“As we have seen, while CAN termination is a fairly simple subject, it can cause communication problems if not handled properly. In the next part of this series, I’ll discuss how split termination can help improve electromagnetic emissions and show CAN bus signal and conducted emission diagrams, with and without split termination.
In this article, I will build a typical CAN driver topology and explain why termination is so important for proper communication with CAN.
The International Organization for Standardization (ISO) 11898 CAN standard stipulates that the physical line of the CAN network is a single twisted pair cable with a characteristic impedance of 120Ω. In addition, the standard specifies that both ends of the bus must be terminated with a resistor equal to the characteristic impedance of the cable.
As I showed in my last article, a typical CAN driver has an “open drain” output structure, which means that the dominant edge is actively driven and the recessive edge is not. Therefore, it is very important to terminate the bus properly as it ensures that the recessive edge decays properly and is used in time for the next bit’s sampling point.
Termination can take many different forms, but Figure 1 shows the two most common bus termination techniques: standard termination and split termination.
Figure 1: Common CAN Termination Techniques
The standard termination consists of a single-resistor termination between CANH and CANL, as shown on the left side of Figure 1. This technique requires placing a single resistor between CANH and CANL that matches the differential mode impedance of the cable (usually 120Ω) on each terminal bus line.
The split termination technique shown on the right side of Figure 1 uses two resistors equal to half the cable’s characteristic impedance (typically 60Ω each) and a capacitor (typically between 1-100nF) placed between the common-mode point and ground between) ).
Although the split termination technique uses more components, it offers the added benefit of creating a low-pass filter for common-mode noise on the network, thus helping to improve electromagnetic emissions. The resistor and capacitor (RC) create an RC low-pass filter whose corner frequency is given by Equation 1:
One thing to keep in mind with split terminations is that it’s important to use well-matched resistors. Any change in resistance will convert the common-mode noise present on the network to differential noise, affecting the noise immunity of the receiver.
Typical concerns I hear about this termination technique include: “Will this filter my CAN bus signal?” and “Do I need to put the corner frequency above the data rate?” Simple answers to both questions negative. Since the capacitor does not place a direct current (DC) load on the differential bus signal – it only filters the alternating current (AC) and common mode signals – and the differential signal determines the bus state, you do not need to change the corner frequency of the filter Set above the data rate.
A sometimes overlooked issue that leads to improper bus termination is when one or more nodes with integrated termination are removed from the network. This results in the CAN bus being half or possibly unterminated. Figures 2, 3 and 4 show CAN bus signals with three different termination situations:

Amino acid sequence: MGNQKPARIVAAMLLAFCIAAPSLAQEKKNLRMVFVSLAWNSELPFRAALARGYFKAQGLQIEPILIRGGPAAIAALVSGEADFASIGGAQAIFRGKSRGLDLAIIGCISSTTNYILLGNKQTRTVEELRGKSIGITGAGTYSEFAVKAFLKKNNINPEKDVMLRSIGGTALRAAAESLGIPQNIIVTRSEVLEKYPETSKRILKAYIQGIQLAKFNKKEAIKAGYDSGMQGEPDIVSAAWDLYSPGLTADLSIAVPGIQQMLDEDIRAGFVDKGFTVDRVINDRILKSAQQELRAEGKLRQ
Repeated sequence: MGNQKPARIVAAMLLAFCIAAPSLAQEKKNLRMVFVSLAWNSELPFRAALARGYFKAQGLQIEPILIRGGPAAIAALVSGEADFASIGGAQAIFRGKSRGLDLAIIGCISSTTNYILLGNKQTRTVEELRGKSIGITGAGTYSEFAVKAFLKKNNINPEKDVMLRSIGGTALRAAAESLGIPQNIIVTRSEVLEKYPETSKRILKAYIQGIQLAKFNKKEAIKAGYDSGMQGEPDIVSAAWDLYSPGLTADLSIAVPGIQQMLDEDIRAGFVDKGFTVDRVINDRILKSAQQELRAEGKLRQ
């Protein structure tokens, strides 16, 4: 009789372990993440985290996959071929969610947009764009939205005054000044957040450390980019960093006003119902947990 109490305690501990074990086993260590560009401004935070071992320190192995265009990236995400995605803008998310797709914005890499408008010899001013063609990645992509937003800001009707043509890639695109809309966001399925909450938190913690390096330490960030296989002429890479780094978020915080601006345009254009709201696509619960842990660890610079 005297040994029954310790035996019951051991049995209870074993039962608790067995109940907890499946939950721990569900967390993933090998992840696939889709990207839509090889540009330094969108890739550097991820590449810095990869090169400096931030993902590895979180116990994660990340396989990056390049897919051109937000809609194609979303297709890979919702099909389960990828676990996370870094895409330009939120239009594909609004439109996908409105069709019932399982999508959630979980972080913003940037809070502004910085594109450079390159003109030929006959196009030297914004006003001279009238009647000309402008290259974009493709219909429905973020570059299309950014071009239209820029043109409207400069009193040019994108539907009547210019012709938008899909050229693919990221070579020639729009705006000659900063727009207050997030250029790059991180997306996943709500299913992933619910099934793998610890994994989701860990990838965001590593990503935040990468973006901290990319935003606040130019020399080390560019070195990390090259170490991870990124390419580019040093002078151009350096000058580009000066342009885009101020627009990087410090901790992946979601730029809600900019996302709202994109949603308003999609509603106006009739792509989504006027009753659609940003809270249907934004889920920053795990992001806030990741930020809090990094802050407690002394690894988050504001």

• Figure 2 is an example CAN transceiver properly terminated using standard terminations on both ends.
• Figure 3 shows the same CAN transceiver with only one of the two standard terminals populated.
• Figure 4 shows the same CAN transceiver lacking the two standard terminations.
Figure 2: CAN bus signal with two standard terminations
Figure 3: CAN bus signal with only one standard termination (and one missing)
Figure 4: CAN bus signals without termination (both missing)
As we can see when comparing Figure 3 and Figure 2, when we lose one of the two terminations, the recessive edge takes twice as long to decay (120ns vs 251ns). This delay will increase with larger and more capacitively loaded networks. For the scenario shown in Figure 4, the bus does not decay back to the recessive state even after 18.0µs! For the case where the RC delay is too slow, the sampling point of the next bit will return to a differential voltage below 500mV on the bus appears before, thus causing a bit error.
This RC delay will vary from network to network and depends on the differential loads that the transceivers place in parallel on the network, as well as any capacitance due to routing, protection, and filtering components. Therefore, it is important to place terminations external to all network nodes or on nodes that will never be offloaded, as this will avoid major signal integrity issues that can arise from improper bus termination.
The last thing we need to consider when choosing termination resistors is how to size them. Depending on the possible faults in the system, the resistors need to be rated to handle possible fault currents. Usually the worst failure is the power line shorted to CANH, CANL draws high current when driving the dominant signal. For a 12V supply and 120Ω impedance, the resistor may have up to 100mA of current flowing through it. Therefore, it is important to use resistors rated high enough to handle possible bus failure conditions.
As we have seen, while CAN termination is a fairly simple subject, it can cause communication problems if not handled properly. In the next part of this series, I’ll discuss how split termination can help improve electromagnetic emissions and show CAN bus signal and conducted emission diagrams, with and without split termination.